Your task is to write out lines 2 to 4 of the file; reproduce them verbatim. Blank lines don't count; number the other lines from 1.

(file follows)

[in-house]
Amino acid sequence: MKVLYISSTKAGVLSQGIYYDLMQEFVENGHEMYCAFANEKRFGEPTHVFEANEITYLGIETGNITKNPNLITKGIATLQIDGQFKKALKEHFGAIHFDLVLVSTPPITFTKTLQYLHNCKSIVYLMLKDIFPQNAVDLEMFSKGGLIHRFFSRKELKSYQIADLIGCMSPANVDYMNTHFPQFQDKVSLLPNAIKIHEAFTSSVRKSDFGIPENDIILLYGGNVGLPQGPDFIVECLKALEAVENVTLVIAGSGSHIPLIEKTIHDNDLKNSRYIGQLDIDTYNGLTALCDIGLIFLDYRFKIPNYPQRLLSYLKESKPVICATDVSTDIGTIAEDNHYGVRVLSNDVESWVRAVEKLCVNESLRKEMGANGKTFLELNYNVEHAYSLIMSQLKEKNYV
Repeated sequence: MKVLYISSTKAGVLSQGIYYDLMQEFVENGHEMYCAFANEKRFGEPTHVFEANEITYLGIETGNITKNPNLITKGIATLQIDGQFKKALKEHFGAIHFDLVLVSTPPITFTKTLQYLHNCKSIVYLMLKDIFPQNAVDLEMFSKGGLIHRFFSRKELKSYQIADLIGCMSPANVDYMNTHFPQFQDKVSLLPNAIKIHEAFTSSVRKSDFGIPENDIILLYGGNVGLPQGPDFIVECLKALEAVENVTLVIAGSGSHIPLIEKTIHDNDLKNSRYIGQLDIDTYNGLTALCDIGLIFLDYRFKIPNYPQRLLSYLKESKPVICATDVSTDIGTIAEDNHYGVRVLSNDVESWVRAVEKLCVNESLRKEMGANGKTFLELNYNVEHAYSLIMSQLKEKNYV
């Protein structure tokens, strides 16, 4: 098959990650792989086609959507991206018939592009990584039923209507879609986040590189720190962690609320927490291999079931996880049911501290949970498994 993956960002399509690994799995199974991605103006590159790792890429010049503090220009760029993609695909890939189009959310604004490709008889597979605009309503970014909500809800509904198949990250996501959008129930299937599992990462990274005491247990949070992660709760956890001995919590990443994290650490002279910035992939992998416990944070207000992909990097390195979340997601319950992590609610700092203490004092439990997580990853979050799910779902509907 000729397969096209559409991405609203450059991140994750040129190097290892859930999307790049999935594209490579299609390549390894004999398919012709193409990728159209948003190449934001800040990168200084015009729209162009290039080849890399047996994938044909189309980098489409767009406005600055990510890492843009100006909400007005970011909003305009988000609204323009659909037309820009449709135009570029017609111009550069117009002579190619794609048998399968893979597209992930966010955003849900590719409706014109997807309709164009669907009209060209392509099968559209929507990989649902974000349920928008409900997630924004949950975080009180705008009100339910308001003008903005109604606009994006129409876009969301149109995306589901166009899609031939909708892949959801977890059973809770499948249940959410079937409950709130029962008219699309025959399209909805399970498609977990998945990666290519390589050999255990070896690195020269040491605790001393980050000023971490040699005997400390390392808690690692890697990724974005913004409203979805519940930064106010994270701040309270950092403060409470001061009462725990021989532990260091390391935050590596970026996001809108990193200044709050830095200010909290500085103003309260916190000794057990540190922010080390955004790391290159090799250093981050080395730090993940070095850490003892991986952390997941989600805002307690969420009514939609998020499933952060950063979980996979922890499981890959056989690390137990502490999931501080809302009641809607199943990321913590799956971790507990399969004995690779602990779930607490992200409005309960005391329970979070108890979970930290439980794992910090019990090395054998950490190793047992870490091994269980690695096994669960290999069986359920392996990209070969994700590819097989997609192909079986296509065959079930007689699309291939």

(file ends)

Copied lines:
Amino acid sequence: MKVLYISSTKAGVLSQGIYYDLMQEFVENGHEMYCAFANEKRFGEPTHVFEANEITYLGIETGNITKNPNLITKGIATLQIDGQFKKALKEHFGAIHFDLVLVSTPPITFTKTLQYLHNCKSIVYLMLKDIFPQNAVDLEMFSKGGLIHRFFSRKELKSYQIADLIGCMSPANVDYMNTHFPQFQDKVSLLPNAIKIHEAFTSSVRKSDFGIPENDIILLYGGNVGLPQGPDFIVECLKALEAVENVTLVIAGSGSHIPLIEKTIHDNDLKNSRYIGQLDIDTYNGLTALCDIGLIFLDYRFKIPNYPQRLLSYLKESKPVICATDVSTDIGTIAEDNHYGVRVLSNDVESWVRAVEKLCVNESLRKEMGANGKTFLELNYNVEHAYSLIMSQLKEKNYV
Repeated sequence: MKVLYISSTKAGVLSQGIYYDLMQEFVENGHEMYCAFANEKRFGEPTHVFEANEITYLGIETGNITKNPNLITKGIATLQIDGQFKKALKEHFGAIHFDLVLVSTPPITFTKTLQYLHNCKSIVYLMLKDIFPQNAVDLEMFSKGGLIHRFFSRKELKSYQIADLIGCMSPANVDYMNTHFPQFQDKVSLLPNAIKIHEAFTSSVRKSDFGIPENDIILLYGGNVGLPQGPDFIVECLKALEAVENVTLVIAGSGSHIPLIEKTIHDNDLKNSRYIGQLDIDTYNGLTALCDIGLIFLDYRFKIPNYPQRLLSYLKESKPVICATDVSTDIGTIAEDNHYGVRVLSNDVESWVRAVEKLCVNESLRKEMGANGKTFLELNYNVEHAYSLIMSQLKEKNYV
């Protein structure tokens, strides 16, 4: 098959990650792989086609959507991206018939592009990584039923209507879609986040590189720190962690609320927490291999079931996880049911501290949970498994 993956960002399509690994799995199974991605103006590159790792890429010049503090220009760029993609695909890939189009959310604004490709008889597979605009309503970014909500809800509904198949990250996501959008129930299937599992990462990274005491247990949070992660709760956890001995919590990443994290650490002279910035992939992998416990944070207000992909990097390195979340997601319950992590609610700092203490004092439990997580990853979050799910779902509907 000729397969096209559409991405609203450059991140994750040129190097290892859930999307790049999935594209490579299609390549390894004999398919012709193409990728159209948003190449934001800040990168200084015009729209162009290039080849890399047996994938044909189309980098489409767009406005600055990510890492843009100006909400007005970011909003305009988000609204323009659909037309820009449709135009570029017609111009550069117009002579190619794609048998399968893979597209992930966010955003849900590719409706014109997807309709164009669907009209060209392509099968559209929507990989649902974000349920928008409900997630924004949950975080009180705008009100339910308001003008903005109604606009994006129409876009969301149109995306589901166009899609031939909708892949959801977890059973809770499948249940959410079937409950709130029962008219699309025959399209909805399970498609977990998945990666290519390589050999255990070896690195020269040491605790001393980050000023971490040699005997400390390392808690690692890697990724974005913004409203979805519940930064106010994270701040309270950092403060409470001061009462725990021989532990260091390391935050590596970026996001809108990193200044709050830095200010909290500085103003309260916190000794057990540190922010080390955004790391290159090799250093981050080395730090993940070095850490003892991986952390997941989600805002307690969420009514939609998020499933952060950063979980996979922890499981890959056989690390137990502490999931501080809302009641809607199943990321913590799956971790507990399969004995690779602990779930607490992200409005309960005391329970979070108890979970930290439980794992910090019990090395054998950490190793047992870490091994269980690695096994669960290999069986359920392996990209070969994700590819097989997609192909079986296509065959079930007689699309291939």